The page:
Nevertheless, that's where John Burke bases himself to oversee the global marketing strategy of the biggest rum brand in the world. "There are fantastic creative agencies here and great flight links," is his slightly glum explanation as to why he's not doing a salsa with a senorita in the Caribbean.
Still, Burke - and everyone else - can now experience "El ritmo de Bacardi" without heading into Surrey, after the launch last Thursday morning of the brand's new radio station B-Live, which streams a mix of sexy dance music to listeners via their PCs or 3G mobile phones.
Bacardi is one of the best-known names in drinks, but Burke, the company's global brand director, is convinced that traditional methods of marketing are becoming stale and that radical measures, such as setting up radio stations, are required to interest consumers.
"When you look at the existing media landscape and how it's changing, what we are doing at the moment will become more limited," he says. "This is the first of several projects that will build our capability in new media."
Bacardi says it has spent a whopping $1m (£570,000) on this project, including hiring the music consultant Adam Dew-hurst (who has worked with the music magazines Sleazenation and Jockey Slut) and striking deals with star DJs such as Dimitri from Paris, The Unabombers and Ashley Beedle to record exclusive mixes.
The only problem at the moment is that Bacardi doesn't have any mobile-phone operators as partners, which means that consumers will face bills for tuning in, according to how much "data" they use up. For a pay-as-you-go user, this could mean a £6 charge for a 15-minute listen, though others with monthly bills would pay about 50p for the same time.
Bacardi hopes that UK phone operators will quickly provide consumers with US-style packages that offer unlimited data (T-Mobile has just introduced one in the UK for £7.50 a month), but in the meantime, B-Live radio faces a difficult first few months.
Burke is undeterred. "It's important that we get it out there, get it working. This whole area of 3G is about to enter a period of explosive growth. We have had early conversations with a number of players in the mobile phone business and they are at the point of doing something really big," he says. "It is important for us to get out there and get some experience so that when things happen we can exploit them."
By "demonstrating commitment ahead of the curve", Burke believes Bacardi will be well placed to supply content to UK mobile phone carriers, who currently use less than 10 per cent of the 3G capacity available.
Enquiries reveal that the carriers Bacardi has been talking to are Vodafone and Orange. Other discussions, aimed at making B-Live an easy-to-use embedded feature on handsets, have taken place with Motorola and Sony Ericsson. In the meantime, there's always online.
The initiative will complement a Young & Rubicam ad campaign in June, which will move things on from the Latin Quarter. Burke says the ads will "rebalance the values of the brand," and defines these values as "free spirit and the ability to see spontaneous opportunities and act on them".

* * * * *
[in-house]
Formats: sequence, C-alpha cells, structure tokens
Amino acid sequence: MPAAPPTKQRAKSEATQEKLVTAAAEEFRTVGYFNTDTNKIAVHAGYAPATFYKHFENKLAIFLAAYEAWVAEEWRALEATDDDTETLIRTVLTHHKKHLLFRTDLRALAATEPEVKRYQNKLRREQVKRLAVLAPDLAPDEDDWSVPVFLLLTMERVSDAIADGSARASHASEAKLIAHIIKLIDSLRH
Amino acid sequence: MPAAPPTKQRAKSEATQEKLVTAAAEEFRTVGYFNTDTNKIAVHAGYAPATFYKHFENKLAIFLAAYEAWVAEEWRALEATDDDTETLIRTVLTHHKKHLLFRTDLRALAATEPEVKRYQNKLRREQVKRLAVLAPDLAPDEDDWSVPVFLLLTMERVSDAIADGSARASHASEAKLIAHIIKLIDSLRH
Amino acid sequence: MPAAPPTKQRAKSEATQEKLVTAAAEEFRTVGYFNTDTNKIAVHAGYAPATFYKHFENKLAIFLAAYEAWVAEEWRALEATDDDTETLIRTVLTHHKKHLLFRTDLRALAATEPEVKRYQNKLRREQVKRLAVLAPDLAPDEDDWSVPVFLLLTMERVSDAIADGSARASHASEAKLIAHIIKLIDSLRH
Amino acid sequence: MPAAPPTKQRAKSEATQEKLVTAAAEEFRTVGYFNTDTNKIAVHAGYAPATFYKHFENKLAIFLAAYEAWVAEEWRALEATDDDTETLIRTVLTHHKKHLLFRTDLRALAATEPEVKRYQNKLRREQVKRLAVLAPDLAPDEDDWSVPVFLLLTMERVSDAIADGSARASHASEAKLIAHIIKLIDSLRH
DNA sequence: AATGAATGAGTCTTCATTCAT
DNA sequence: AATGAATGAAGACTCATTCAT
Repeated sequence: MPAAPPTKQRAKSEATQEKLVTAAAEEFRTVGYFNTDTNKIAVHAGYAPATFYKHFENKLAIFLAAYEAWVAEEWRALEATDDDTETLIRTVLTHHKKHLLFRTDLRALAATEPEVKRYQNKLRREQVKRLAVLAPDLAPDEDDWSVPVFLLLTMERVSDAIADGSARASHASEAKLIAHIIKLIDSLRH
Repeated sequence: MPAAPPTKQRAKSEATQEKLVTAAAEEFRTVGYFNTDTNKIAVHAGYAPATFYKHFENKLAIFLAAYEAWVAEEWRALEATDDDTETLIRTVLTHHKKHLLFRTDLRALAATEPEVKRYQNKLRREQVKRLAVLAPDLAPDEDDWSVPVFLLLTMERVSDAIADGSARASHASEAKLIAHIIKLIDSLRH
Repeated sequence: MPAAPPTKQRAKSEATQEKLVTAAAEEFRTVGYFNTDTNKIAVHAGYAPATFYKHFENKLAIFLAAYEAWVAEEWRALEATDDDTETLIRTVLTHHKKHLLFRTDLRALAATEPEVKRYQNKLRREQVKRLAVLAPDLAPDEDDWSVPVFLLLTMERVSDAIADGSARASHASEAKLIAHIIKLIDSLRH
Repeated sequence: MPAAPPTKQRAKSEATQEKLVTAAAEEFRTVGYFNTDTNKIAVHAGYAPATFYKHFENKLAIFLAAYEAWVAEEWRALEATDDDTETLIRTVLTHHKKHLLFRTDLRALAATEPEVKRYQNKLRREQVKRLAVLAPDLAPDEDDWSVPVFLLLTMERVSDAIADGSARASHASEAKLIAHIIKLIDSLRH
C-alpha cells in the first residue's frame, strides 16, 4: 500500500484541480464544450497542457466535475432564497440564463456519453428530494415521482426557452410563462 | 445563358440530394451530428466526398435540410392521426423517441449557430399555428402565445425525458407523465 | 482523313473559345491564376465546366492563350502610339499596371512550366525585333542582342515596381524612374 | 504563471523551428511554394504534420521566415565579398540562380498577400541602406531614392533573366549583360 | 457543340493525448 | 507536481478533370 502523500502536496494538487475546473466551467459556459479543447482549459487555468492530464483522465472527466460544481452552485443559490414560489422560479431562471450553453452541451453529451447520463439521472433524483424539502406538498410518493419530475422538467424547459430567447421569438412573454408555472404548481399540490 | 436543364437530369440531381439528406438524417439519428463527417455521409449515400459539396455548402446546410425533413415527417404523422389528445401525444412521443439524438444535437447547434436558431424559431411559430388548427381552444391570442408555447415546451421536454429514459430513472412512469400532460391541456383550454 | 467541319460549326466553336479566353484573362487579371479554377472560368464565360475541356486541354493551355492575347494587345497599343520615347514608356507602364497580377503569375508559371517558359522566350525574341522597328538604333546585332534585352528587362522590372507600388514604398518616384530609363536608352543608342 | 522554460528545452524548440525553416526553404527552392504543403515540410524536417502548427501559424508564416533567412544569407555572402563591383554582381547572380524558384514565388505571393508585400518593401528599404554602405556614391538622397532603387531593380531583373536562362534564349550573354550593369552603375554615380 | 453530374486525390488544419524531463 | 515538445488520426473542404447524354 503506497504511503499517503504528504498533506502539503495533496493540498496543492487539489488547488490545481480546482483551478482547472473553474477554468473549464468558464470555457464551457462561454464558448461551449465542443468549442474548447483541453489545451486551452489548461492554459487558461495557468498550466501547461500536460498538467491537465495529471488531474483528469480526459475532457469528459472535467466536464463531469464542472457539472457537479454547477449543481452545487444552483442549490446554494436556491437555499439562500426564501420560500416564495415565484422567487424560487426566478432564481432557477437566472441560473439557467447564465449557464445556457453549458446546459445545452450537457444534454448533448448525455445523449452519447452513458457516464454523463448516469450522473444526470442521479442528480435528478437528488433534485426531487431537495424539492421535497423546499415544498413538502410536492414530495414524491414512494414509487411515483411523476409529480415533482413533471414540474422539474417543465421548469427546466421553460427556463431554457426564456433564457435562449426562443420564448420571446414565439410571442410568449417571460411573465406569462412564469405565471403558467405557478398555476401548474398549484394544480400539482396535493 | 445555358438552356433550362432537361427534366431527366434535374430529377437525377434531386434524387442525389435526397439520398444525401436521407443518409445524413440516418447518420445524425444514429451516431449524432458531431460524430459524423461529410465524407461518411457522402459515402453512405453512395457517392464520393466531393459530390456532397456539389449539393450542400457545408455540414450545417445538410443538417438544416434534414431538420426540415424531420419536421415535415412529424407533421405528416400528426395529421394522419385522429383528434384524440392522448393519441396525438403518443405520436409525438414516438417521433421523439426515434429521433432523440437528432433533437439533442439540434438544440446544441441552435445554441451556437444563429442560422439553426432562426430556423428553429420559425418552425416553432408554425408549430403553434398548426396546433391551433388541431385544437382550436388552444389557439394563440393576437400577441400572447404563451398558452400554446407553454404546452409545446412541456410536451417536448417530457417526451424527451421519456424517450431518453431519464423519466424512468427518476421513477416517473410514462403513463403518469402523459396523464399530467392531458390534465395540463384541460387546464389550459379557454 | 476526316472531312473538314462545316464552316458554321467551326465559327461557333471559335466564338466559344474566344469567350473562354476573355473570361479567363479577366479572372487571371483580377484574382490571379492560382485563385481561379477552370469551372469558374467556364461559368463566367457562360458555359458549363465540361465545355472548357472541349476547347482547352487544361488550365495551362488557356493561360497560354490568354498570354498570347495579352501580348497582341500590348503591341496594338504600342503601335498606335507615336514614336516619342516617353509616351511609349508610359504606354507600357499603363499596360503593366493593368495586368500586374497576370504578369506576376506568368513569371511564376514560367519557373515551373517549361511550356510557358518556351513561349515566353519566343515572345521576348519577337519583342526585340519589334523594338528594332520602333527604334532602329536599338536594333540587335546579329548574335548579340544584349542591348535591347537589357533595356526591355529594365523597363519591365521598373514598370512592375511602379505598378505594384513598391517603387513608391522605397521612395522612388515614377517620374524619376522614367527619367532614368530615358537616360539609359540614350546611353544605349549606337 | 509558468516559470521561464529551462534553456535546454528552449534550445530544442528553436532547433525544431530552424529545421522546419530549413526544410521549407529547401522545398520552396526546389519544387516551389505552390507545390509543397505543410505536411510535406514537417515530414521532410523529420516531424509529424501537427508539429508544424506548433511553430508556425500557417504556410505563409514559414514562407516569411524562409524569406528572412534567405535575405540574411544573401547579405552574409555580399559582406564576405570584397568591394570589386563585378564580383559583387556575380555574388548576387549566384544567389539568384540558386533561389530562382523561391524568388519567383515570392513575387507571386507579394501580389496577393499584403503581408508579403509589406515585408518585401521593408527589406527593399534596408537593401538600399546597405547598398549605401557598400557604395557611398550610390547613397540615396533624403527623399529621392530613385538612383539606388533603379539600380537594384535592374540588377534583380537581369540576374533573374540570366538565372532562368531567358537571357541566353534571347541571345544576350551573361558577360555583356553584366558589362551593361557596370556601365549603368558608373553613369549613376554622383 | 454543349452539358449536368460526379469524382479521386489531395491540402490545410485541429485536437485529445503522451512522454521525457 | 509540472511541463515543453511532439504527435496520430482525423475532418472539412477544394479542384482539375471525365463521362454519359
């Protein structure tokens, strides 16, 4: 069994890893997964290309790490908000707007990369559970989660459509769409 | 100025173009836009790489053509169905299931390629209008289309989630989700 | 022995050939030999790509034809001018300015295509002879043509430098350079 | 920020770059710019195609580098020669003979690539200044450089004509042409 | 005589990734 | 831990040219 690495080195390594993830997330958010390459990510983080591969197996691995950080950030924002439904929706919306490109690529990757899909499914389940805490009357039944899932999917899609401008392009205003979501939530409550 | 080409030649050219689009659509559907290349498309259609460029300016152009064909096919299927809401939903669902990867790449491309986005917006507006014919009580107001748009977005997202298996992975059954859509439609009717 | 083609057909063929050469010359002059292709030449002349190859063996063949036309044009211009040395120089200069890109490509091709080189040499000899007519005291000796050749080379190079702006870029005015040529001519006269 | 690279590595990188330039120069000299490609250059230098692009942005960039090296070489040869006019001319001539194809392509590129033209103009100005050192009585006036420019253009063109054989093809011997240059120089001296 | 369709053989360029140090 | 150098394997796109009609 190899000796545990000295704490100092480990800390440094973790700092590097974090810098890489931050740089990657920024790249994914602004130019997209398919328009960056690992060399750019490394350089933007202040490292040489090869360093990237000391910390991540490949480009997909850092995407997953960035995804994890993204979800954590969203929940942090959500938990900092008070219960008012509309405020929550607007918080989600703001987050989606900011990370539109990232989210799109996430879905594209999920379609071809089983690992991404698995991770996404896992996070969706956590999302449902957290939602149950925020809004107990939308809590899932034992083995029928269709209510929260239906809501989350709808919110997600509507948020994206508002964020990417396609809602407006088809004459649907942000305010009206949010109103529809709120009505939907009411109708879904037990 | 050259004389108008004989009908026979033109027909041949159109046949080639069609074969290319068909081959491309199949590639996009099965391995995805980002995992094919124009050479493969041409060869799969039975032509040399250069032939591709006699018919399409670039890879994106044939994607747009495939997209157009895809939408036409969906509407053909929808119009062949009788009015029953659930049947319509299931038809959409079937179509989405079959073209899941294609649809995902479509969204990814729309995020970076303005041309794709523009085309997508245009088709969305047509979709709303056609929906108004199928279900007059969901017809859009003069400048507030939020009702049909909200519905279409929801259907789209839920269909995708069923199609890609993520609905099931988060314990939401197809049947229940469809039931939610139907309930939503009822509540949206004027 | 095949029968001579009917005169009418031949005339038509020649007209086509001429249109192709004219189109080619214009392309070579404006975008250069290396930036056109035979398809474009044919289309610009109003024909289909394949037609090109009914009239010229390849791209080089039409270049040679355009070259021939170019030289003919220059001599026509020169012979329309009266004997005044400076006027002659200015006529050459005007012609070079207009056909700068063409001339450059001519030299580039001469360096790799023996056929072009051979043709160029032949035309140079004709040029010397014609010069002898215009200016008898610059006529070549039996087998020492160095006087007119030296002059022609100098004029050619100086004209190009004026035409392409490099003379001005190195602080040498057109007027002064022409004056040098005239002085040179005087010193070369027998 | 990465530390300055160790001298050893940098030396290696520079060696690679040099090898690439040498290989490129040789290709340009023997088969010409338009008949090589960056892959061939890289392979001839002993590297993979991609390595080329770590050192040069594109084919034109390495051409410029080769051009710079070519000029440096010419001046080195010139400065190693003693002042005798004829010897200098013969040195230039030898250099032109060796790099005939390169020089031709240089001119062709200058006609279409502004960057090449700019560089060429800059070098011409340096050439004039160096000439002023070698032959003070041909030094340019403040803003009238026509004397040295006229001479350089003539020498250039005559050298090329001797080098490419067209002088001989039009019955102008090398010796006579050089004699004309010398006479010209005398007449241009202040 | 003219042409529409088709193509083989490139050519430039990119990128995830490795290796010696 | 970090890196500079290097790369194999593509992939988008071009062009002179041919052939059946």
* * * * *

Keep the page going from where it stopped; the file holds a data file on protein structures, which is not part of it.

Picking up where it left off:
The radio project, developed over the past 12 months with Cake Media, will strengthen - and be strengthened by - Bacardi's presence at music events such as the V Festival, where its B-Bar tents and marquees are being restyled under the B-Live brand. Bacardi, which shifts 19 million cases of white rum a year, puts on music events in 45 countries, many of which will be broadcast on B-Live radio.
The station has no DJ chat, no news and no ads. Burke says: "If you are having a home party and want a cool soundtrack, it works perfectly in that environment."
No ads means no revenue stream, but Burke thinks the goodwill from giving something back will justify the expenditure. "The important thing for us is that we have brand impact."
Chris Searle, Bacardi's vice-president of European external affairs, explains the project in terms of adding value and doing something different. "Today's consumers are very choosy about what they want to pick up on in media messaging, and this is why innovation is so important."
Founded by Don Facundo de Bacardi in 1862 in Santiago de Cuba, the family business was displaced by the Castro revolution in 1960. It has relocated to distilleries in Puerto Rico, the Bahamas and Mexico.
The UK is Bacardi's most important European market (there is a bottling plant in Southampton), where it competes mainly with vodka brands. Burke says: "These are interesting times. In the UK, vodka's growth has been phenomenal. It's the drink of choice on Coronation Street."
Bacardi, he says, has the opportunity to mark itself out as something different to the army of vodka drinkers. "Our focus is on drinkers who are forming their drinking repertoires, from the legal drinking age up to 29. We are trying to create a relevant role within that consumer's lifestyle by presenting the brand as an attractive proposition." The radio station, he hopes, will help with that. Two sister stations (the first specialising in hip-hop and R&B) are being lined up.
Bacardi's global marketing department will leave Weybridge and relocate to central London in summer. Burke talks dreamily of the Bahamas-based company's other "exotic locations".
Can he ever see a day when Bacardi returns to Cuba? "We don't have the opportunity now, but the family still owns the business and I think there would be a desire to see what opportunities would be offered in the future," he says. "If circumstances made it possible, we'd be very keen to see what we could do."